Zonk
Member
Member
Zonk
3 months 4 days ago

When the Cubs traded Coghlan, everyone thought something was up….my initial thought was Austin Jackson. But Fowler? Wow.

Theo is a BOSS

Malcolm-Jamal Hegyes
Member
Malcolm-Jamal Hegyes
3 months 4 days ago

:)

bglick4
Member
bglick4
3 months 4 days ago

I hope he gets hit by a truck. Not really, but yes. Maybe just a small truck.

Brians Sticky Sock
Member
Brians Sticky Sock
3 months 4 days ago

At first I thought you were a disappointed Baltimore fan, but only a White Sox fan would be this open about wishing violence. Go back to your hood and stay there.

Dr Hocker
Member
Dr Hocker
3 months 3 days ago

bglick4 = richard cranium….and yes, it probably is a White Sox fan.

RoyalsFan#14321
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RoyalsFan#14321
3 months 3 days ago

And here, we foolishly thought that requiring site login would get rid of this garbage.

tfil05
Member
tfil05
3 months 4 days ago

Anyone see the downside in taking the bat out of Schwarbers hands more because of this? That or stifling Solers development and/or trade value due to less at-bats? Apart from this, great move by the Cubs and another black eye on the O’s handling of free agents.

deb81162
Member
deb81162
3 months 4 days ago

NOPE!!!! Schwarber will play against all RHP and Soler will play against all LHP. Schwarber hit .143 against LHP.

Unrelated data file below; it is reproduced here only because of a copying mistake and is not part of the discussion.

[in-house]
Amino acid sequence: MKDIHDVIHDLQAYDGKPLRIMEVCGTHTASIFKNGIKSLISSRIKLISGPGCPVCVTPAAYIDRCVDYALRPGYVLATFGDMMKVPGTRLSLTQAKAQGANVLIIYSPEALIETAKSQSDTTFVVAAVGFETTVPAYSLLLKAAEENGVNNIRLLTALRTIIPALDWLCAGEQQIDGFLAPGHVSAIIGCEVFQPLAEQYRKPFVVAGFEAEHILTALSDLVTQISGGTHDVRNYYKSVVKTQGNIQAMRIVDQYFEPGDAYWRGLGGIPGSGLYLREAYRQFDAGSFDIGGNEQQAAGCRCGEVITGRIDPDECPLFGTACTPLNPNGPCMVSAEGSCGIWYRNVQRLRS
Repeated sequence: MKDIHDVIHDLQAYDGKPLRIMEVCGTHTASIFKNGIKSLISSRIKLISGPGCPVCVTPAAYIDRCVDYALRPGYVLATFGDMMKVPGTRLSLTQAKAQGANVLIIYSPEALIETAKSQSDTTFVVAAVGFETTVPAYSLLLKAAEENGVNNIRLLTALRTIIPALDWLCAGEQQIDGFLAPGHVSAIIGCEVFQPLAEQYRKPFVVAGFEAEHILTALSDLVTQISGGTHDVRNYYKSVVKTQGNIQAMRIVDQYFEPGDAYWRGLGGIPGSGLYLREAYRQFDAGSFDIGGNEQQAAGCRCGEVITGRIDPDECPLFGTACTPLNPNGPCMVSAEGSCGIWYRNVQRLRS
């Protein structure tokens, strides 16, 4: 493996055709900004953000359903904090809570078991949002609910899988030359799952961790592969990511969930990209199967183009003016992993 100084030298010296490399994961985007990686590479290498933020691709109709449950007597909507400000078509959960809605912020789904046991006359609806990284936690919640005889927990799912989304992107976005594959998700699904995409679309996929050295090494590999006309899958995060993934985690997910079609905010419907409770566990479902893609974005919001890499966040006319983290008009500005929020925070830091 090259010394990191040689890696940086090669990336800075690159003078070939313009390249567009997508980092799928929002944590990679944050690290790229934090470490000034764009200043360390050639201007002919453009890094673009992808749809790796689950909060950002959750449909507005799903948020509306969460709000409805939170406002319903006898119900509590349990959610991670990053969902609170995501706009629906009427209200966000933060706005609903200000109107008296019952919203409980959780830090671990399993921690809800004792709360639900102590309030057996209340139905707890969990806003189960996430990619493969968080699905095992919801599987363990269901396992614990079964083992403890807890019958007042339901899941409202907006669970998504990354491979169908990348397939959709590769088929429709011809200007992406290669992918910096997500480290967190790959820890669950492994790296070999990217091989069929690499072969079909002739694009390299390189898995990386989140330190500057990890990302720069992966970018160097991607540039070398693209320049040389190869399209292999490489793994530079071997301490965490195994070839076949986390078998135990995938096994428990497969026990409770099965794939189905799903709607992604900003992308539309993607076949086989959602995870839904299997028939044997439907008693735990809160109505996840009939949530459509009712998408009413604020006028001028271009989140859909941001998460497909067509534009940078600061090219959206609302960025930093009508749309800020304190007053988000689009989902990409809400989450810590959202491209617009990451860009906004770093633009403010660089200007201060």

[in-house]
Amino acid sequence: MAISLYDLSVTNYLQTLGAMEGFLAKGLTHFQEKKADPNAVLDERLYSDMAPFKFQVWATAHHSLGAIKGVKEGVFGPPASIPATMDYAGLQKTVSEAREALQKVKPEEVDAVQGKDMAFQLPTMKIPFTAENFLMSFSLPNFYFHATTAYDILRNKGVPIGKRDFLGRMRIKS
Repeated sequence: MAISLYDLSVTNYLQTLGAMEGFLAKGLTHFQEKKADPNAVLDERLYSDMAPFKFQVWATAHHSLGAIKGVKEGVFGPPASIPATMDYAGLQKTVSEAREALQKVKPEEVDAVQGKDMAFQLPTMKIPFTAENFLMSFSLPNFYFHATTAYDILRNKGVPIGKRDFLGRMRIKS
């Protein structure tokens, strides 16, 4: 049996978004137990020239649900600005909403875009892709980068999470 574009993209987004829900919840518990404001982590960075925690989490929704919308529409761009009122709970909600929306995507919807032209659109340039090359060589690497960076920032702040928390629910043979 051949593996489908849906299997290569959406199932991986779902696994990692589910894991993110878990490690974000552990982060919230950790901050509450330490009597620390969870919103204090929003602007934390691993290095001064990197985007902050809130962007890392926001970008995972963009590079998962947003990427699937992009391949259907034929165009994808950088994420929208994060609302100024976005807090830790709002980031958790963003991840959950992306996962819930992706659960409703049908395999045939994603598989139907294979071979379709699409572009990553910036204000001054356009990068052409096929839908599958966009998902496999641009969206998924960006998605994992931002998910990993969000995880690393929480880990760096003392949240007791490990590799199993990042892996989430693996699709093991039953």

tfil05
Member
tfil05
3 months 4 days ago

Didn’t realize his splits were that bad. But still, if you don’t give him the reps against LHP he’ll never improve. He also didn’t seem to have a problem hitting LHP in the minors, so it could just be he needs time to adjust.

Richie
Member
Richie
3 months 4 days ago

Of course it’s a downside, and an obvious one, too. Unless you’re giving up on him, Soler needs way more than short-side-of-the-platoon at bats, nor do you platoon a young hitter as good as Schwarber. But since I didn’t like the idea of Heyward switching to center, nor Schwarber playing the outfield regularly, I still like the move.

And what with injuries, Soler may still get some 400+ ABs. I guy this young and promising, you’d like that to be the AB floor rather than ceiling. But oh well.

jhalpin23
Member
Member
jhalpin23
3 months 4 days ago